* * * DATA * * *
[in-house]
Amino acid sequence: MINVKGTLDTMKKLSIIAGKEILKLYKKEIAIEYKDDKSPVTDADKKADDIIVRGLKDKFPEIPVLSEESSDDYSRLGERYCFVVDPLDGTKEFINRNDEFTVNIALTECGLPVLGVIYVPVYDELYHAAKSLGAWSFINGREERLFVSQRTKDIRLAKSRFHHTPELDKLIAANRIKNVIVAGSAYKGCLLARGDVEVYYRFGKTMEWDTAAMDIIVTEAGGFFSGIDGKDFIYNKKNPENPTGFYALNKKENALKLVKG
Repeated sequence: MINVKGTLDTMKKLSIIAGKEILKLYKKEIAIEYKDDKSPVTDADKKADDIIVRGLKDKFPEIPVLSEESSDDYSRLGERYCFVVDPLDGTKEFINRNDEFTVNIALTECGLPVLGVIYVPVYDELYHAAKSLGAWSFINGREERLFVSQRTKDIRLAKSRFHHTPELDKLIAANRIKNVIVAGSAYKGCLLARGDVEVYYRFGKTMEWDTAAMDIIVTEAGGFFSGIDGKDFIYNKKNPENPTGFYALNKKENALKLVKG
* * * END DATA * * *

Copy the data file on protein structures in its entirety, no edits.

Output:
[in-house]
Amino acid sequence: MINVKGTLDTMKKLSIIAGKEILKLYKKEIAIEYKDDKSPVTDADKKADDIIVRGLKDKFPEIPVLSEESSDDYSRLGERYCFVVDPLDGTKEFINRNDEFTVNIALTECGLPVLGVIYVPVYDELYHAAKSLGAWSFINGREERLFVSQRTKDIRLAKSRFHHTPELDKLIAANRIKNVIVAGSAYKGCLLARGDVEVYYRFGKTMEWDTAAMDIIVTEAGGFFSGIDGKDFIYNKKNPENPTGFYALNKKENALKLVKG
Repeated sequence: MINVKGTLDTMKKLSIIAGKEILKLYKKEIAIEYKDDKSPVTDADKKADDIIVRGLKDKFPEIPVLSEESSDDYSRLGERYCFVVDPLDGTKEFINRNDEFTVNIALTECGLPVLGVIYVPVYDELYHAAKSLGAWSFINGREERLFVSQRTKDIRLAKSRFHHTPELDKLIAANRIKNVIVAGSAYKGCLLARGDVEVYYRFGKTMEWDTAAMDIIVTEAGGFFSGIDGKDFIYNKKNPENPTGFYALNKKENALKLVKG